I have a nice little gully behind my house that is engulfed by hardwoods and such. I can get about 30 50G bags of leaves in a weekend and it doesnt look like i made a dent in it.
I have done mostly trial and error… even bought a used chipper/shredder that does a fantastic job making leaf mulch. However i dont think its the best way. There are steps missing.
I have found that leaving the leaves in bags open while it rains then letting them sit for a year or so makes something different. Poking holes in the bottom of the bags attracts worms which go up into the bags and make very nice vermicompost. (Black Gold)
The soil that i rake up is rife with myco and fungis and bacterias and things that consume the leaves anyways and transport to the trees roots on the forest floor. Those things decompose the leaves 24/7.
So bagging up leaves for me along with a little forest floor inoculation with the bacterias and fungis along with worms makes a very potent compost.
If you leave good sized holes in the bags you will also get lizards and salamanders that go in and hunt for bugs… if they are native to your area.
I do this in a very shady area where not much grows and is useless to me anyways… prime for making compost…and letting nature do all the work for me.
You could probably do the same thing with a tarp or something… but bags make it easier for me to keep the rotation going… and i know which bags are a year old and which are too fresh. I also did it in totes with holes drilled in the bottom… same result mostly.
If you dislike worms and waiting this is probably not a good thing for you.
Also to note is that adding this supercharges the living soil of what you are planting… for me that means that whatever woodchips i add disappear fairly quickly and i do have to deal with more weeds and grasses than i would like…as the woodchips do not suppress the light for very long. Likely not the same result for those that use pine bark mulch…as its not favored as highly in decomp from what i gather.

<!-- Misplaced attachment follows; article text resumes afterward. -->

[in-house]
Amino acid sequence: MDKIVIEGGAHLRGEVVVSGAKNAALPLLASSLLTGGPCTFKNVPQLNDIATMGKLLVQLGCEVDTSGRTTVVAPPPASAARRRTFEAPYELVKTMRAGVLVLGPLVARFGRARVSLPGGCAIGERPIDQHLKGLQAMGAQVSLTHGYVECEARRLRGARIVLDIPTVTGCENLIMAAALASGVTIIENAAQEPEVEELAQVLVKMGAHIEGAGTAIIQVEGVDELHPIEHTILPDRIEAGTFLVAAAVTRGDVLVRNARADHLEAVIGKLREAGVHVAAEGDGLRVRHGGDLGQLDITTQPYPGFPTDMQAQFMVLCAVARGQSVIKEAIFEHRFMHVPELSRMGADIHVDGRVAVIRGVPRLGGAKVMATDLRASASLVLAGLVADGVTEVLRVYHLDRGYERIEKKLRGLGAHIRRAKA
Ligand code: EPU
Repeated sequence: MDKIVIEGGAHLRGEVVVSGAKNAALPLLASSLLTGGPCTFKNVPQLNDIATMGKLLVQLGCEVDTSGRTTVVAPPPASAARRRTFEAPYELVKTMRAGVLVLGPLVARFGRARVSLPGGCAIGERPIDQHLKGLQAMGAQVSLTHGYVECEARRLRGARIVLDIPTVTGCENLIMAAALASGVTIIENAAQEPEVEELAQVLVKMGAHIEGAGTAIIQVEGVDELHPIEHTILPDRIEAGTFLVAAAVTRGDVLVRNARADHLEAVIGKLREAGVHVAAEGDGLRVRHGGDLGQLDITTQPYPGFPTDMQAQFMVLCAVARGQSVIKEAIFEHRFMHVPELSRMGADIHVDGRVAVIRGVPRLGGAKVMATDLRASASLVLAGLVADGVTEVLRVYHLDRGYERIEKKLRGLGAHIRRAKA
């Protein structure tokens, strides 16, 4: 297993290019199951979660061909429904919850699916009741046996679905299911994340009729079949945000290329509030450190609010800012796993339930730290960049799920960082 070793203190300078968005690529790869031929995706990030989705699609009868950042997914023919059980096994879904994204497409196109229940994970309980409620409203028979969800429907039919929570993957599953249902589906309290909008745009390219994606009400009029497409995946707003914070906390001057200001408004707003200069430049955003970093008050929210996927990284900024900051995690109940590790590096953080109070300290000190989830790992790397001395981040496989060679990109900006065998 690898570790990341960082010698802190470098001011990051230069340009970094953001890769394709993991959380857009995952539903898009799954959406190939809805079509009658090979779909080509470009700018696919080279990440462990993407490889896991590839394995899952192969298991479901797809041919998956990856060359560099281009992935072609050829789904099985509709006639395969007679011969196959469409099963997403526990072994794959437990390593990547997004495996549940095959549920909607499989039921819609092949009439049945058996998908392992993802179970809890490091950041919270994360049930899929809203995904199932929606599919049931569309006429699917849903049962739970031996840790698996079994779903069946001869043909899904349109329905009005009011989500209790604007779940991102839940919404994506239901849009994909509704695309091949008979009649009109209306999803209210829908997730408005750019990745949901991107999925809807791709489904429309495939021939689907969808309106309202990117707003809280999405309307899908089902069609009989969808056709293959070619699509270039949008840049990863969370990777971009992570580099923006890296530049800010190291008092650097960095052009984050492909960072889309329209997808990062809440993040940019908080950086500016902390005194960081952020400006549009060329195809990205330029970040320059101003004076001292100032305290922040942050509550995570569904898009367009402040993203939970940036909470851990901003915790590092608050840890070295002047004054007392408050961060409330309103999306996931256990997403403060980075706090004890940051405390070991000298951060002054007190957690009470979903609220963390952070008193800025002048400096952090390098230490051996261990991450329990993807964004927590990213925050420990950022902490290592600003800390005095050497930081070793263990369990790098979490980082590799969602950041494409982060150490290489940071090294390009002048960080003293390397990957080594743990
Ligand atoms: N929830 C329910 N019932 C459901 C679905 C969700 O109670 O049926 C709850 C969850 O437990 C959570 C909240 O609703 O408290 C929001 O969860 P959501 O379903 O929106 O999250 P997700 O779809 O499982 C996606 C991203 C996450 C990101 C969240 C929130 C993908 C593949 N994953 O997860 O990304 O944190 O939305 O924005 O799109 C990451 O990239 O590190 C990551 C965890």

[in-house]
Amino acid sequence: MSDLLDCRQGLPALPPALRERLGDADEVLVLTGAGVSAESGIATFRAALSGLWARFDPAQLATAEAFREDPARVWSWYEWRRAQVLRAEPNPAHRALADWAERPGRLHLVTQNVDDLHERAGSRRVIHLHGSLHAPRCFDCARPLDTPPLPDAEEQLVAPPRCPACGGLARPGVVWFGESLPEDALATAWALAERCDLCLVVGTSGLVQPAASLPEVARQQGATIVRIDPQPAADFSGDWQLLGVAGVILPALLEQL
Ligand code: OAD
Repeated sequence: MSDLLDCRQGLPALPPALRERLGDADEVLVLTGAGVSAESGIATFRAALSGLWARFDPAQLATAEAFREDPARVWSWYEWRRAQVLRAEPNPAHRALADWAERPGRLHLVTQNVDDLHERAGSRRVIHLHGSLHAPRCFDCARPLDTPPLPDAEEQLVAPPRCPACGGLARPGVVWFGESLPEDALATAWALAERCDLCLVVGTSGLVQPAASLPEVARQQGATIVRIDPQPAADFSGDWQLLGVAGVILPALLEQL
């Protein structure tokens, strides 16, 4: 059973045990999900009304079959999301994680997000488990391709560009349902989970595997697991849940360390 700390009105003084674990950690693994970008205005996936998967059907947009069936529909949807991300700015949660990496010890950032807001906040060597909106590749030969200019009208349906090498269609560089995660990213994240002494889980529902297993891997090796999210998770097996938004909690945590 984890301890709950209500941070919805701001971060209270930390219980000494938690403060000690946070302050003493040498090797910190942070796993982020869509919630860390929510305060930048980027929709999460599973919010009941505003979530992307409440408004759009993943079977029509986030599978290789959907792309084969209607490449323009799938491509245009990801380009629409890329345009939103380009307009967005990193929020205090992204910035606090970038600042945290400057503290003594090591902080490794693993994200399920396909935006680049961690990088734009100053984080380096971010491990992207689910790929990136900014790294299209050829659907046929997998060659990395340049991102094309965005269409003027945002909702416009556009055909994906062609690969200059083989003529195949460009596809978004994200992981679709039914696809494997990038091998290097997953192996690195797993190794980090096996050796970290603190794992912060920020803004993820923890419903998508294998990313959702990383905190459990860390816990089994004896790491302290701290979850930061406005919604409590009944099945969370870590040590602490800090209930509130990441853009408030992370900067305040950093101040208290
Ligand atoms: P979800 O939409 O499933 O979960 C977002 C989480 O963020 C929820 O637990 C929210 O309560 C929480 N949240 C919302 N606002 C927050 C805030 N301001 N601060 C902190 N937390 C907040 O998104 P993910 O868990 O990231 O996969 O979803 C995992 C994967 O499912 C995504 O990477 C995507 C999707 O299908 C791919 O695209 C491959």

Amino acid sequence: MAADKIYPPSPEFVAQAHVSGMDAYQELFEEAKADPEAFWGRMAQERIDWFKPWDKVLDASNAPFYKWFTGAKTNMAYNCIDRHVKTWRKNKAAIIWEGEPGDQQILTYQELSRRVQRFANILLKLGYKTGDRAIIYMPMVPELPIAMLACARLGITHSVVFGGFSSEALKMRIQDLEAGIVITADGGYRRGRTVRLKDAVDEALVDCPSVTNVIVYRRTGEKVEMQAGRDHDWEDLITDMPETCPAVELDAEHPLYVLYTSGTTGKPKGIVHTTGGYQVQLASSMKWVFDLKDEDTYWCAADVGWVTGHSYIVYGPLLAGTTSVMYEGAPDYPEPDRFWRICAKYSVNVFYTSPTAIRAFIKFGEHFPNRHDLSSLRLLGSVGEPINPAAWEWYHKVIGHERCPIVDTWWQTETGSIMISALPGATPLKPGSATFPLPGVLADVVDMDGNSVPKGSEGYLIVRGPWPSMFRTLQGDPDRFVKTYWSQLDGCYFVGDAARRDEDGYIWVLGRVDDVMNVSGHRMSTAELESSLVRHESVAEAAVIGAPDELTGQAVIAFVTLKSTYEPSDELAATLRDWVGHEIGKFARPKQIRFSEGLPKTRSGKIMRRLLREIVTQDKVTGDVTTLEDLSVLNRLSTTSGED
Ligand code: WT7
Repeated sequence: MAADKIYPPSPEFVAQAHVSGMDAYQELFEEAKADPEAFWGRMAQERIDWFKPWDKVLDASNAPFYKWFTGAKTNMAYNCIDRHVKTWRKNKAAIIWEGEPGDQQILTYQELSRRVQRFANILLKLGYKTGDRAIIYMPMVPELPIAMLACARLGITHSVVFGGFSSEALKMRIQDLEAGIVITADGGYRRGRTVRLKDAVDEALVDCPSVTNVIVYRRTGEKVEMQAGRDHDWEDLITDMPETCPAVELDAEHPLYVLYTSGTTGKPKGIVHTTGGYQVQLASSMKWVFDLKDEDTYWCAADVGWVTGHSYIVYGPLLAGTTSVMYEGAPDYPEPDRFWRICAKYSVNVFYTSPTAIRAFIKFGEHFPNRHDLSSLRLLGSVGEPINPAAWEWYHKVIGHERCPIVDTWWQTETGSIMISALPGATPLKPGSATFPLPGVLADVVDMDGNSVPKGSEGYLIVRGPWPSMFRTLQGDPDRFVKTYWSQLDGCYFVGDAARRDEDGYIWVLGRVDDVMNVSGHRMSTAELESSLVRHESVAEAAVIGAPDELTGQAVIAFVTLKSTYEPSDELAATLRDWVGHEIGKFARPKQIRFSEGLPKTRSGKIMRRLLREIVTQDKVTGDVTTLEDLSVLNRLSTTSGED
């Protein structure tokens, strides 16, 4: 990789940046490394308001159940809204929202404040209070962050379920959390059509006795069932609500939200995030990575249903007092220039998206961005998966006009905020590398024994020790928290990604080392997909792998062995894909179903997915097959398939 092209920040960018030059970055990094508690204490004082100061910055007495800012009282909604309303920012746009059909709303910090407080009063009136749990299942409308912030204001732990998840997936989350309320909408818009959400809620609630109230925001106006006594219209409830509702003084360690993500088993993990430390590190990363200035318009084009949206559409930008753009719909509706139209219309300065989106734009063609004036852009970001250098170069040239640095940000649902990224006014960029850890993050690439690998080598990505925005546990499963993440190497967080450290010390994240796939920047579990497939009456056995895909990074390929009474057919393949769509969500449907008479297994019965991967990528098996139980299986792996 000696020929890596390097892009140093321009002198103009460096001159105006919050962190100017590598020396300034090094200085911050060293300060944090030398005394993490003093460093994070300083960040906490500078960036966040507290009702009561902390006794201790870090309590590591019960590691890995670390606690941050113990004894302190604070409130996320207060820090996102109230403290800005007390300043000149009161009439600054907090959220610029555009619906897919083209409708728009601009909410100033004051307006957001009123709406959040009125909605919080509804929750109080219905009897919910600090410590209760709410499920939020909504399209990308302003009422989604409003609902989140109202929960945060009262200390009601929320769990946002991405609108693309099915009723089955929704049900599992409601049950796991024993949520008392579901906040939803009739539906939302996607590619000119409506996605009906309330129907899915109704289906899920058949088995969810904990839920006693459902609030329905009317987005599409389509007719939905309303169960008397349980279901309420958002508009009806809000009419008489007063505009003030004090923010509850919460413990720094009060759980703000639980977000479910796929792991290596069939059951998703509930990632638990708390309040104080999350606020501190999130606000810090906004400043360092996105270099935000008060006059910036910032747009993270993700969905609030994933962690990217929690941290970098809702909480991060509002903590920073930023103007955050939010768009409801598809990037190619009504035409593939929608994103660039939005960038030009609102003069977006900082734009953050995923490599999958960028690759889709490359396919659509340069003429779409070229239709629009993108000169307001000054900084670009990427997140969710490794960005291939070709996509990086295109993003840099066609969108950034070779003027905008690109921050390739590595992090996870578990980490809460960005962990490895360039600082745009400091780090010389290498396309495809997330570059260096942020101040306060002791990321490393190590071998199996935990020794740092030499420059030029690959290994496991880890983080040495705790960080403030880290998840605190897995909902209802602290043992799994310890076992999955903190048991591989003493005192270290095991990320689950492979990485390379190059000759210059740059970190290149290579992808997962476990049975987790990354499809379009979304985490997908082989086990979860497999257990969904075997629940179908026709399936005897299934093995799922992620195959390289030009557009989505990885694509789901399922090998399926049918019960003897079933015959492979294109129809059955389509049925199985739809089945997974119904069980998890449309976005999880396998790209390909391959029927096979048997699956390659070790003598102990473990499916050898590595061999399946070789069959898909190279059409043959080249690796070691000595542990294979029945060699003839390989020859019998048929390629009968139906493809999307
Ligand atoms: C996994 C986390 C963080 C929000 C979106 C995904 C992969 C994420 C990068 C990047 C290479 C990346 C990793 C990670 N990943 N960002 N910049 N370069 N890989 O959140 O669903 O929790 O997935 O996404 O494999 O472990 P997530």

Perhaps this is wrong to do im not sure…but my things grow well and im using what is local and free to me that would likely happen if i were not here anyways.
The grasses in my walkways seem to enjoy the runoff of nutrients as well… which in turn lets me not have to worry about watering i think.
I mow a couple of times a year onto my rows which likely gives the nitrogenless compost a boost of nitrogen… which then turns into a more complete addition i think.
So leaf litter for me is a nice free resource… that has many benefits or downfalls…however you view things.
As a fun little experiment take a few shovels from various areas under leaf litter and spread onto a tray and let those seeds germinate… its pretty insane at the ferns and things that are lying dormant waiting for sunlight…maybe for eons. This is good for areas of your property that you want to re-wild just throw handfuls of that soil and things grow that you likely havent seen in awhile.
I found this out by adding those soils to my garlic beds. Which was ok to me.
You can likely buy similar product without the biome… and the worm castings… which to me is not the same. And not Free.